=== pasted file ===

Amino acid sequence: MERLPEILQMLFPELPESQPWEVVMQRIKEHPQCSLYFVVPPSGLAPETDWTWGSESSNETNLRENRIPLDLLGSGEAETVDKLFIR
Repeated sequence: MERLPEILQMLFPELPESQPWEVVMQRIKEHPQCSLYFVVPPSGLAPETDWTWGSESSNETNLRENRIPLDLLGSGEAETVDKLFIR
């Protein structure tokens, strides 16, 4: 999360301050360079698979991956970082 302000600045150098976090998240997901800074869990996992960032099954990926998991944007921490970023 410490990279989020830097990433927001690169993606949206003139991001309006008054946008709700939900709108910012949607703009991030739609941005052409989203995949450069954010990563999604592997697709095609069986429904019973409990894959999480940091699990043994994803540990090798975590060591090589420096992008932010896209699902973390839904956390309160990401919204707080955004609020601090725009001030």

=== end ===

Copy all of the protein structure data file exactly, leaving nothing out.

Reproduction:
Amino acid sequence: MERLPEILQMLFPELPESQPWEVVMQRIKEHPQCSLYFVVPPSGLAPETDWTWGSESSNETNLRENRIPLDLLGSGEAETVDKLFIR
Repeated sequence: MERLPEILQMLFPELPESQPWEVVMQRIKEHPQCSLYFVVPPSGLAPETDWTWGSESSNETNLRENRIPLDLLGSGEAETVDKLFIR
């Protein structure tokens, strides 16, 4: 999360301050360079698979991956970082 302000600045150098976090998240997901800074869990996992960032099954990926998991944007921490970023 410490990279989020830097990433927001690169993606949206003139991001309006008054946008709700939900709108910012949607703009991030739609941005052409989203995949450069954010990563999604592997697709095609069986429904019973409990894959999480940091699990043994994803540990090798975590060591090589420096992008932010896209699902973390839904956390309160990401919204707080955004609020601090725009001030």